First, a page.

How-to: Choose a Camera for Touring

Bicycle touring and photography seem to go hand and hand, and it makes sense. You get to travel to incredible places at a relatively slow pace, there is plenty of time to kill, and after the tour is over you want to be able to share your experiences with others. Just thinking about the staff at Adventure Cycling, where I worked until recently, there have been some incredible photographers within our own walls over the years, including Aaron Teasdale, Tom Robertson, John Sieber, and our co-founder, Greg Siple.

I'm by no stretch a great photographer, but I do love shooting photos on bike trips. One thing I have learned over the years is that it is really easy to start geeking out on camera equipment just as you can on bike equipment, which is incredibly dangerous. I don't need a fancy DSLR, just like a don't need a custom Co-Motion with a Rohloff hub, but I want them both anyway. Fortunately, common sense takes hold of me before I dig myself too far into debt, and I find a good compromise. For those of you in a similar boat wanting a high-quality camera, but not wanting to drop thousands of dollars, there are some excellent options available.

Four years ago I bought a used Canon G9 for a bike tour, and even now I still toss it into my jersey pocket for nearly every ride I go on. The current Canon G12 is capable of taking very high-quality photos, in addition to 1280p x 720p HD video. There are a lot of manual control options available -- so, depending on your skill level, you can really play around with aperture and shutter speed for some unique photos. If the G12 holds up as well as my G9 has been, it's a camera that can survive a lot of tours, making it a pretty good deal for $500.

If you want to be able to swap lenses but don't want a heavy or bulky camera, the mirrorless Lumix cameras from Panasonic look really attractive. The Panasonic Lumix DMC GX-1 camera body is very low profile like a simple point-and-shoot, but it accepts a number of zoom lenses to give you a ton of options. Just like the camera body, the Panasonic lenses are small and light, so you would have no problem fitting this camera along with two or three extra lenses into a small handlebar bag. You can shoot high-resolution photos at 16 megapixels, and you have the ability to capture 1080 HD video. The camera runs around $800, which includes the 14-42mm kit lens.

This article originally appeared at Josh's Adventure Cycling Blog column, Touring Gear and Tips, on February 4, 2012. Obviously, it is not an exhaustive piece on choosing a camera, but it puts forth some good ideas. We'd love to hear from you readers about your choices in cameras for touring!

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Top photo by Sarah Raz; others by Josh Tack

4 responses so far ↓

Val - Jul 18, 2012 at 9:17 PM

An important factor, if you'll be camping in places without electricity, is whether the camera requires a rechargeable battery. I've long been using the Canon PowerShot A series cameras, which are not as full-featured as the G series, but some of them run on standard AA batteries which can be readily purchased.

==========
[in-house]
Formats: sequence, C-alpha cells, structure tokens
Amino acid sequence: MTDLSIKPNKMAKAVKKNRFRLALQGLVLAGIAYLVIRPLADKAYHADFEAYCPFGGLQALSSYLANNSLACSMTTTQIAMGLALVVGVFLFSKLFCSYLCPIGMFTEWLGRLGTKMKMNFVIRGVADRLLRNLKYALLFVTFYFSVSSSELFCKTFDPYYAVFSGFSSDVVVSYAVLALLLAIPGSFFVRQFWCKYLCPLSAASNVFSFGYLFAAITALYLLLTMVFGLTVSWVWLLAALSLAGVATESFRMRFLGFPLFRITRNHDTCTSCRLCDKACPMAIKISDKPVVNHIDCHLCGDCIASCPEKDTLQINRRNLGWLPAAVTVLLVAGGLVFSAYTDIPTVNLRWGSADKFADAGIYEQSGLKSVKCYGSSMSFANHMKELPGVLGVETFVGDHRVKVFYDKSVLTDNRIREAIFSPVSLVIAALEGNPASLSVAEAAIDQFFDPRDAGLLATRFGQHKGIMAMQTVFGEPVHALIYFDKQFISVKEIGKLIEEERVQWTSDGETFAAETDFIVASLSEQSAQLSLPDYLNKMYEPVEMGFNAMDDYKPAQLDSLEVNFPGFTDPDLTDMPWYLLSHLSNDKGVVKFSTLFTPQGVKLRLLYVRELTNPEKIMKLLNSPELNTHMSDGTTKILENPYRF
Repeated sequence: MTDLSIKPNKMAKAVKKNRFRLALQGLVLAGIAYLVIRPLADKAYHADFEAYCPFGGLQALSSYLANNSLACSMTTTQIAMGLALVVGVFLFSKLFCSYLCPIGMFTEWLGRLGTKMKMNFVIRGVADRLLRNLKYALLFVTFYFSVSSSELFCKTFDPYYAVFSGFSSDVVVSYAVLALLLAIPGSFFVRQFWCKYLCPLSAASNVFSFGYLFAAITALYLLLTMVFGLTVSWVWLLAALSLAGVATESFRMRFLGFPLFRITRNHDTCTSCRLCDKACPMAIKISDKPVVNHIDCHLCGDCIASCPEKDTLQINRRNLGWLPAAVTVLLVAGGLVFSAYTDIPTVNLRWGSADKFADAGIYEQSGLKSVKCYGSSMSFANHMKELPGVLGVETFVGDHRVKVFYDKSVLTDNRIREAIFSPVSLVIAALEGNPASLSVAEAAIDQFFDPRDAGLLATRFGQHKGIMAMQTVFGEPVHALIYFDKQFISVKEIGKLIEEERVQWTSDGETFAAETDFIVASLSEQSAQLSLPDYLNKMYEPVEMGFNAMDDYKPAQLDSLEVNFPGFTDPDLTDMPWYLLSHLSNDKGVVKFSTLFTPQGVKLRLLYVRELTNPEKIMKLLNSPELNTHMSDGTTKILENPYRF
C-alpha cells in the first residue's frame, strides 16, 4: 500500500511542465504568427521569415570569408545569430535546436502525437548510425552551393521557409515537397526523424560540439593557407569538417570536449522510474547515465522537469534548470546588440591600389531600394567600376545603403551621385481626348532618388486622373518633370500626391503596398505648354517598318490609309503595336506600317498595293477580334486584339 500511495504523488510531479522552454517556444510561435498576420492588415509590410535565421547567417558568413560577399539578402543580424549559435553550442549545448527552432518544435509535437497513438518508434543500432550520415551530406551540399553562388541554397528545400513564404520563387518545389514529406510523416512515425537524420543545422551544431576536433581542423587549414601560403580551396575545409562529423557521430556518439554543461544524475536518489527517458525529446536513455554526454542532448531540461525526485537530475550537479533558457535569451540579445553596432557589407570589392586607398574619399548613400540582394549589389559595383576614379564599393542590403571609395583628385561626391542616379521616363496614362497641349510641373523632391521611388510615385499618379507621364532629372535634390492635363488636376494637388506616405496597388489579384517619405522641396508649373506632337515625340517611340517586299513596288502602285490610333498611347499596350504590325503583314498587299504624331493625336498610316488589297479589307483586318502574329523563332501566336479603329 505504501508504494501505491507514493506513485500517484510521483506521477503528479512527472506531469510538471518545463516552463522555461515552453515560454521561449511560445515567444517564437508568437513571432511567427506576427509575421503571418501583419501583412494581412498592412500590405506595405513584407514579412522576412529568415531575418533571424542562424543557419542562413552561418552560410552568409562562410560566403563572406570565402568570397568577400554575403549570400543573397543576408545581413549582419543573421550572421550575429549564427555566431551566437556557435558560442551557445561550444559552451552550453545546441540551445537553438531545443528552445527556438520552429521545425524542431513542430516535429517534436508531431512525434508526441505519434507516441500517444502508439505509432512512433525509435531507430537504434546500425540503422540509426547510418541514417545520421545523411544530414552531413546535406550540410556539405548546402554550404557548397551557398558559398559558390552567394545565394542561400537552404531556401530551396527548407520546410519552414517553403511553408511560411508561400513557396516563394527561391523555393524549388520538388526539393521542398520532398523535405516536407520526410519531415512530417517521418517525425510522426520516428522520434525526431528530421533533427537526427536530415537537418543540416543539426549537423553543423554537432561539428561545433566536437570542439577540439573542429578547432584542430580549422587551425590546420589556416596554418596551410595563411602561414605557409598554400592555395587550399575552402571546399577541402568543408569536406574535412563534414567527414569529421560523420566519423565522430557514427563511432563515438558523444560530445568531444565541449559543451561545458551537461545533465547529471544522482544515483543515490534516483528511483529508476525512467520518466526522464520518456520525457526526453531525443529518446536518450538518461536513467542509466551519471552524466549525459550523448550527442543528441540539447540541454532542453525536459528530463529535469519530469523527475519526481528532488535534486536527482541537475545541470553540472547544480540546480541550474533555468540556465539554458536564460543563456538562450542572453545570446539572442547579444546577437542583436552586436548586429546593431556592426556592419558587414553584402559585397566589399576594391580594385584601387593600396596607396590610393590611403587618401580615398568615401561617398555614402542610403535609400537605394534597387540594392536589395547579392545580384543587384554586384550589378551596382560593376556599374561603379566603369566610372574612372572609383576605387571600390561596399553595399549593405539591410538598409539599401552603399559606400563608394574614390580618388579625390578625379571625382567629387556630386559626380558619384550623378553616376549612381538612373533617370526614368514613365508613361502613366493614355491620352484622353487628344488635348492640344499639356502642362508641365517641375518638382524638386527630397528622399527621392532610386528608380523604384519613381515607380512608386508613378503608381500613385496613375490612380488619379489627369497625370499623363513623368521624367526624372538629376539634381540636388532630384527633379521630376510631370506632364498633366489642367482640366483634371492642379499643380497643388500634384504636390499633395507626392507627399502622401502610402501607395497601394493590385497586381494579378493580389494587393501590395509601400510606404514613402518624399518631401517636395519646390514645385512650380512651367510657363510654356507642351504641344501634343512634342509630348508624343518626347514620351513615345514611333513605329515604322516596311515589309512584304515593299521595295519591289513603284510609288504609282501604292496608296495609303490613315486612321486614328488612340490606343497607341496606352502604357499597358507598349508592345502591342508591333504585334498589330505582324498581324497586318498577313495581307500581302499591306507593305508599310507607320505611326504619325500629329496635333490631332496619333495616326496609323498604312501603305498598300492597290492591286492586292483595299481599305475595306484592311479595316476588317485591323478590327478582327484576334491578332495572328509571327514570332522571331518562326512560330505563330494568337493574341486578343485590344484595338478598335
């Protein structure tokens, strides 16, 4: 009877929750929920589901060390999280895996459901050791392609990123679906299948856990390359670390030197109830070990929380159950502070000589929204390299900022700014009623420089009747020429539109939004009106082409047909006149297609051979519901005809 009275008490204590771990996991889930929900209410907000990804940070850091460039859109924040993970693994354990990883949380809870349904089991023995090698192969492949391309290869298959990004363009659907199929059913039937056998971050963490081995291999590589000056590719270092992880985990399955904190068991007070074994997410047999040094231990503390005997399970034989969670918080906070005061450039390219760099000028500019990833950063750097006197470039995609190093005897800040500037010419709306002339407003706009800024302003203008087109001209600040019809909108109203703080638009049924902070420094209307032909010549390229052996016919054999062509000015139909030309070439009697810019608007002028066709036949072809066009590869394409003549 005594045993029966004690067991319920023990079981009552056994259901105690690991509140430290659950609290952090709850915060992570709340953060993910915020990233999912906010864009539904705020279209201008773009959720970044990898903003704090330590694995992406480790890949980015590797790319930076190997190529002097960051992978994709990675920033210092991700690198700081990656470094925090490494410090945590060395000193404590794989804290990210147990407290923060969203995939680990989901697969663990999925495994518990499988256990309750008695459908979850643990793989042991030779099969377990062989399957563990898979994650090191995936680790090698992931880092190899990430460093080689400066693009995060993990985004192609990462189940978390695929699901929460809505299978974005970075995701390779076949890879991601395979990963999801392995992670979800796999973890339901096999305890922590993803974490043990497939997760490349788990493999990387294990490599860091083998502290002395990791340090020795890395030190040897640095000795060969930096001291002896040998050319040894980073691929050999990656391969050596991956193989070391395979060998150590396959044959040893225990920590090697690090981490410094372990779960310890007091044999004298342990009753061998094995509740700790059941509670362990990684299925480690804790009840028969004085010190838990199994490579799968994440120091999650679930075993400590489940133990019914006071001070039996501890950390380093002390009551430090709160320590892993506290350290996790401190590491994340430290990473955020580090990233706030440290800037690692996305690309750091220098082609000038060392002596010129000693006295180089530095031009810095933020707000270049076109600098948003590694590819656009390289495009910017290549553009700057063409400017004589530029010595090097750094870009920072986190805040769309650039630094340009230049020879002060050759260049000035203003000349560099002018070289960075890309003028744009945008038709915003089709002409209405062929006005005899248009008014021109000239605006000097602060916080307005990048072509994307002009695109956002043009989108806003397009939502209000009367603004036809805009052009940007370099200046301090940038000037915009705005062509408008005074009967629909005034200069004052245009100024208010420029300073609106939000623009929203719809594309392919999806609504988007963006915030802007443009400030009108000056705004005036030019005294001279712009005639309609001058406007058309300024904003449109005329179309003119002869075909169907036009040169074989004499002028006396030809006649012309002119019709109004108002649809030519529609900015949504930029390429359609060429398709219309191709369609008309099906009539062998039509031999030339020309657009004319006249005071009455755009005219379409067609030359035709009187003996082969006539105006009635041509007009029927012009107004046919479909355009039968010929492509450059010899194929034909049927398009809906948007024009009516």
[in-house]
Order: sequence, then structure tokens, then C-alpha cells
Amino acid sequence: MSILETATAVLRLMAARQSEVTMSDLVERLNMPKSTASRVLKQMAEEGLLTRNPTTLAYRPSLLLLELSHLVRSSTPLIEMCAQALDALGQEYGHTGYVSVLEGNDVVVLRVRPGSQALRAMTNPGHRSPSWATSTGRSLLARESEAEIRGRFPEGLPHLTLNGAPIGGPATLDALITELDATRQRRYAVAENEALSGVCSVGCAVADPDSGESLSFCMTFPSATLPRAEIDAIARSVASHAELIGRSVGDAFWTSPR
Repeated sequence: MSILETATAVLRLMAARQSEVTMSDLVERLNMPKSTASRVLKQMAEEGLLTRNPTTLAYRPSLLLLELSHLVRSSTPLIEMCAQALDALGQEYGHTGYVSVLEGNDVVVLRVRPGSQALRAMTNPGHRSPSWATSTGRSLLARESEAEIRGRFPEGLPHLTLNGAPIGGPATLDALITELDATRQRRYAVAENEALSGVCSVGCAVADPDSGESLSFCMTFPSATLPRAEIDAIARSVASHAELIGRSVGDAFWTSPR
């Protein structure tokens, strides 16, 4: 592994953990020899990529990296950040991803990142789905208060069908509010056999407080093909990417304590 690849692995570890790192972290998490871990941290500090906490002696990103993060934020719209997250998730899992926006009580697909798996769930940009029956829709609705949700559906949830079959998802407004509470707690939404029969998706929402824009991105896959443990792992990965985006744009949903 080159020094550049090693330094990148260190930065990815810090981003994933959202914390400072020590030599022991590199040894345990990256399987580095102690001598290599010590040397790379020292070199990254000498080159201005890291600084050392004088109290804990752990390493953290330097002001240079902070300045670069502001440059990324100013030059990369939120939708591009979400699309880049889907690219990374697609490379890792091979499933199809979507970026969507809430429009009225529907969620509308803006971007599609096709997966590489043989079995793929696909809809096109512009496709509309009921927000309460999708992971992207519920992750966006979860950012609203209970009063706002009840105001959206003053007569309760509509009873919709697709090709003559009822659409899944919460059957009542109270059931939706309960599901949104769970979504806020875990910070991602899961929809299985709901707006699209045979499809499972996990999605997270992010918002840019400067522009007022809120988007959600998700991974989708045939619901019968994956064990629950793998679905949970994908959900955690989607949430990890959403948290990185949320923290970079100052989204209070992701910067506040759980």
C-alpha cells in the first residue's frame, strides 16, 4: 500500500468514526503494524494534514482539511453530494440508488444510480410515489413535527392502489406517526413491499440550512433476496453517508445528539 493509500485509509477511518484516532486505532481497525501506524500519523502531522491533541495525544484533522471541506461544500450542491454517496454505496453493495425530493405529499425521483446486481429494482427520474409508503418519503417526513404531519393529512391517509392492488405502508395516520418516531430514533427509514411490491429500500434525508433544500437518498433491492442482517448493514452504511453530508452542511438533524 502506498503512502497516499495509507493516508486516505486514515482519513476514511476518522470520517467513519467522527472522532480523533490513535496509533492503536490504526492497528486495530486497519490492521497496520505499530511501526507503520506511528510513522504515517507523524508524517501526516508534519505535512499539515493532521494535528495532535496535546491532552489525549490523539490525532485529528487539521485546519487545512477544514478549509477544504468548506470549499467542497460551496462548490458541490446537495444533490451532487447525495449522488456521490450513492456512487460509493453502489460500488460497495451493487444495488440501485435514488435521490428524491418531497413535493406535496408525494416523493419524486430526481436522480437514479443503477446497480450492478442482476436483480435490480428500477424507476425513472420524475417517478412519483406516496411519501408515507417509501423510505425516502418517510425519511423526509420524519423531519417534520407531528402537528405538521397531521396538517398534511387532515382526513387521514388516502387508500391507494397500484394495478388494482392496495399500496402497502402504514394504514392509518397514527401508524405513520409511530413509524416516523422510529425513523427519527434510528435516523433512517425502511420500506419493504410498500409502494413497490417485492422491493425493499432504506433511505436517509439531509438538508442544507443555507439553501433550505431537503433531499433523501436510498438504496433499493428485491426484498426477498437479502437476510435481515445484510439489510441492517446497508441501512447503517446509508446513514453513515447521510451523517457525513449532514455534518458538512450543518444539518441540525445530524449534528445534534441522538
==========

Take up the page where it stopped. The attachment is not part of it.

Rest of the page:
Some advice for the over-50 (or so) age group is to make sure your camera has an optical viewfinder so you don't need to whip out your reading glasses every time you whip out the camera.

Paul Smith - Jul 19, 2012 at 2:53 PM

I agree that a smaller camera with manual controls is about perfect. I still lug my 20D around, but that means wearing a pack when otherwise I wouldn't so I don't have to put the camera on my bike and I have easy access to it. I do like the quality of the images though - and it lets me use a bright lens for photos under the trees in dark, dense New Zealand bush.

The best camera things I've bought for cycling trips are a remote shutter release and bendy tripod thingy. I do lots of trips alone and being able to mount the camera in trees and odd locations, then release the shutter from my bars as I ride by is brilliant.

Ismail Mustapha - Jul 26, 2012 at 6:16 AM

I agree the Lumix GX1 with either the 14mm or 20mm pancake lens is an excellent choice. Video quality is almost as good as the GH2, which is BTW, one of the most highly-rated video-capable HDSLR cameras around, at any price. If I am not waiting for the GH3, I would have bought this to accompany my GH2.

Bruce - Jul 27, 2012 at 2:00 PM

When you select a camera, remember: 1- DLSR+lenses= bulk+weight; 2- Sensor size impacts heavily on image quality(see Wikipedia on sensor size); 3- Cold/wet weather can be lethal to digital photo equipt, so keep your camera in one of those little Pelican cases during wet weather & keep it next to your body in the cold weather; 4-You'll want good wide-angle capability but probably won't need much telephoto reach, and you'll definitely want a "faster" lens (f-stop of 2.0 @ wide-angle setting). Slower lenses do poorly well in low light. 5- For unassisted self-portraits, the Joby Gorillapods are great (they grab onto anything) and the X-Shot2.0 is invaluable. 6- You need more & better advice than you'll find in these thumbnails, so read Shutterbug & Outdoor Photography mags. Also scour the websites of and call B&H and Adorama in NYC & pick their brains. They know worlds more about this stuff than us rank amateurs. Forget the big box stores as info sources - they have the best help $$ can buy for close to minimum wage. 7- If you research, study, compare and contemplate long & hard before you buy, you should end up not regretting your purchase.

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